Michael Baker, University of Otago Overjoyed. That’s not a word epidemiologists normally use, but that’s how I felt after hearing Prime Minister Jacinda Ardern’s announcement about New Zealand’s COVID-19 shutdown of everything except essential services for at least four weeks from midnight on Wednesday. More than anything, I just ...
    SciBlogsBy Public Health Expert
    6 days ago
  • One way to solve the housing crisis
    How much homelessness is caused by house hoarding? We're about to find out. The pandemic has destroyed tourism, which means that house hoarders who put their hoarded properties up as short-term tourist rentals are now offering them on the ordinary rental market:Property investors are pulling properties from Airbnb to offer ...
    No Right TurnBy Idiot/Savant
    7 days ago
  • The pros and cons of planting trees to address global warming
    This is a re-post from Yale Climate Connections by Bruce Lieberman It seems like such a simple, straightforward, empowering idea: plant trees – a lot of trees – all over the world, and watch the planet’s temperature fall. Who doesn’t love a tree or two, even far more – the right ...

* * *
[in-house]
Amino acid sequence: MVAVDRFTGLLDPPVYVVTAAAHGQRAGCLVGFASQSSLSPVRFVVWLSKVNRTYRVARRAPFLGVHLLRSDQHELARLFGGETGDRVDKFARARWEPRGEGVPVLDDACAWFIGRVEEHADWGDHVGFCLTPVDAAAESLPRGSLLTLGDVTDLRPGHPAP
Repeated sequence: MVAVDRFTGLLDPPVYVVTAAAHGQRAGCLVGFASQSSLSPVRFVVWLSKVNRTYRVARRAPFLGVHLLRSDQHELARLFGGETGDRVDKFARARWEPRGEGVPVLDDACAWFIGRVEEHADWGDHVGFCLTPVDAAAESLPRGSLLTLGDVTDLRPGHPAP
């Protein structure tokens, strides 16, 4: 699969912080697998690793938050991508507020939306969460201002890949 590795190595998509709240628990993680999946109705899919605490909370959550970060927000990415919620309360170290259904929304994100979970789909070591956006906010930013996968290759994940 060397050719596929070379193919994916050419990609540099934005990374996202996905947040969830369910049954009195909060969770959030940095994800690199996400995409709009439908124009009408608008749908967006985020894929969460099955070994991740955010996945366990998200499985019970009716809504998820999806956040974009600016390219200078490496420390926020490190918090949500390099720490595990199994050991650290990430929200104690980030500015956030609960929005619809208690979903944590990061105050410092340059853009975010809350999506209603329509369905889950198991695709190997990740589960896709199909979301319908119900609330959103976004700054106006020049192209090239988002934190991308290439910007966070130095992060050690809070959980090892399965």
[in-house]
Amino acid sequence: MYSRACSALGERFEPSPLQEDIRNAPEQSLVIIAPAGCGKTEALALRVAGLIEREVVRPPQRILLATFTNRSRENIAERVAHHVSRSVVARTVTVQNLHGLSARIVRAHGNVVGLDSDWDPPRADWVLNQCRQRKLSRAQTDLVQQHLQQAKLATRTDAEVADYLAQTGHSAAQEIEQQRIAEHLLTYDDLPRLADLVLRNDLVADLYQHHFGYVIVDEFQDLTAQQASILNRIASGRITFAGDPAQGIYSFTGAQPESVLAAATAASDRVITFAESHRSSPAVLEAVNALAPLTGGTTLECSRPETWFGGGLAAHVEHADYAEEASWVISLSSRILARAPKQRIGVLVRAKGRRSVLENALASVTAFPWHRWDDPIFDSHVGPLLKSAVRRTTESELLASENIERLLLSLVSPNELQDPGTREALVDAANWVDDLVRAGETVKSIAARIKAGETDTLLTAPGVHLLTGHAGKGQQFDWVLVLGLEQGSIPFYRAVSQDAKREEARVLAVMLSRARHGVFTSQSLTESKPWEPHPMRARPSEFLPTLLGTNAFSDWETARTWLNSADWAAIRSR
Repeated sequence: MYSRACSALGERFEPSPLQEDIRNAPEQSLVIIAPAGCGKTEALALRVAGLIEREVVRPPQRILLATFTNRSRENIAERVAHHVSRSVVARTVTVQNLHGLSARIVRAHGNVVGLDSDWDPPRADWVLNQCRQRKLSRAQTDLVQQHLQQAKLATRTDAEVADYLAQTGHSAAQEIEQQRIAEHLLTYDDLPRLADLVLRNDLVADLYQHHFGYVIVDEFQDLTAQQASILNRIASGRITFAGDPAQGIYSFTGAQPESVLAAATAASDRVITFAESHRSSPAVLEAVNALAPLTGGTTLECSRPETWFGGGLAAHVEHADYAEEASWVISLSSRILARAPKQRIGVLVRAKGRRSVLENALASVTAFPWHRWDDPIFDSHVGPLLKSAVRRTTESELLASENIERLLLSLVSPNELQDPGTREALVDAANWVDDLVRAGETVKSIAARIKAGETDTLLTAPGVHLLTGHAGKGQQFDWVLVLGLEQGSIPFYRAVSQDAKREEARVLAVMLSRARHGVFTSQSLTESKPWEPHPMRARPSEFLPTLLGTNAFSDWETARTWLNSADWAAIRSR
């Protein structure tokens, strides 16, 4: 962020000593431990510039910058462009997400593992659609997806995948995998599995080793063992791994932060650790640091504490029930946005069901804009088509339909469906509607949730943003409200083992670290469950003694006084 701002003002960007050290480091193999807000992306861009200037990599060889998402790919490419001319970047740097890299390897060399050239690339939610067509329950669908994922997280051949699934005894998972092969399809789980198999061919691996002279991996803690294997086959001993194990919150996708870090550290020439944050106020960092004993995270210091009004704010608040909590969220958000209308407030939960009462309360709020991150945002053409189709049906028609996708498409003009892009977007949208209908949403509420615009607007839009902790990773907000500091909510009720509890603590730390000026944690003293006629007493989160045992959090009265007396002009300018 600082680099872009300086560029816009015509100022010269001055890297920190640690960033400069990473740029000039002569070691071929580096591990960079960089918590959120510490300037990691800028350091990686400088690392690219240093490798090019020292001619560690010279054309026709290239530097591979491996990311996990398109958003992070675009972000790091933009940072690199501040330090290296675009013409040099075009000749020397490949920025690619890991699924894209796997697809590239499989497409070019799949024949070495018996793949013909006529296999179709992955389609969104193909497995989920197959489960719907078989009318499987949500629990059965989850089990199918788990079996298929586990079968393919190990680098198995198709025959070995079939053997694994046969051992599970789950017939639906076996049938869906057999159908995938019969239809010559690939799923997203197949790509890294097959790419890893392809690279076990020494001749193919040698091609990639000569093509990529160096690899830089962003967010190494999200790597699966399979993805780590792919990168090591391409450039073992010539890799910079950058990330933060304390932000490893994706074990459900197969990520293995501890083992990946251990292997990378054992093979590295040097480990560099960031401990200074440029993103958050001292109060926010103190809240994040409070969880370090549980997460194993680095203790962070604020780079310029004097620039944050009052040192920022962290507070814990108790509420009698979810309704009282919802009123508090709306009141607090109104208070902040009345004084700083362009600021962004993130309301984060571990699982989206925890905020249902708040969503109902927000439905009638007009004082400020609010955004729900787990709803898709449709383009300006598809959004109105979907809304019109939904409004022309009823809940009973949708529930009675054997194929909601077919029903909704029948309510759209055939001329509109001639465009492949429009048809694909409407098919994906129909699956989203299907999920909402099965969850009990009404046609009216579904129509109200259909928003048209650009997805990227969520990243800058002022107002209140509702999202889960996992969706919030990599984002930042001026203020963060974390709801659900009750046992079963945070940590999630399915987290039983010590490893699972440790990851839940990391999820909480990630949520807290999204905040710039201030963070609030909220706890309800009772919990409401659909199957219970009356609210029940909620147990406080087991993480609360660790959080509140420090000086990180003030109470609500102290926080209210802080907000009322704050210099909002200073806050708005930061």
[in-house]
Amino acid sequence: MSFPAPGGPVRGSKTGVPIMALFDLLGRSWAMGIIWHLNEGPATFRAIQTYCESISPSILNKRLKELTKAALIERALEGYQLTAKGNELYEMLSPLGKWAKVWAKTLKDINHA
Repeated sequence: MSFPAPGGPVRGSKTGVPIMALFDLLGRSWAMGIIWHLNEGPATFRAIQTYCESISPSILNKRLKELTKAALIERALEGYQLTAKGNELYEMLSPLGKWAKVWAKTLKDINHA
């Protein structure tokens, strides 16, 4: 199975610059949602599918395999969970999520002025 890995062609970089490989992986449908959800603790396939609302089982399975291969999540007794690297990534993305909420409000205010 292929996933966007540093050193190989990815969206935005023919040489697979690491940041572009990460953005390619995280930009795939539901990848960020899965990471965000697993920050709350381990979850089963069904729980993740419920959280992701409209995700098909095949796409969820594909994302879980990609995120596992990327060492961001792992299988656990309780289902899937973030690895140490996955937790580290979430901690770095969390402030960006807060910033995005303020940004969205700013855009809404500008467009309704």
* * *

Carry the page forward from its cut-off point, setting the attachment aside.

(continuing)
7 days ago
  • Not a grand coalition, but a government of national salvation
    According to Newshub, Simon Bridges is open to joining a “grand coalition” with Labour as we hunker down to go into a month long lockdown. The idea is sound. Before now, the role of the opposition was to scrutinise and oppose. In the context of what almost amounts to a ...
    PunditBy Liam Hehir
    1 week ago
  • Raise the Bar: hospitality workers & wage subsidy entitlements
    Kia ora my name is Chloe Ann-King* and I am the founder of Raise the Bar, a campaign and non-profit that gives free legal aid, advocacy and tautoko to hospitality workers in Aotearoa. Right now all over our country hospo workers are being fired at will, having shifts cut or ...
    PosseBy chloeanneking
    1 week ago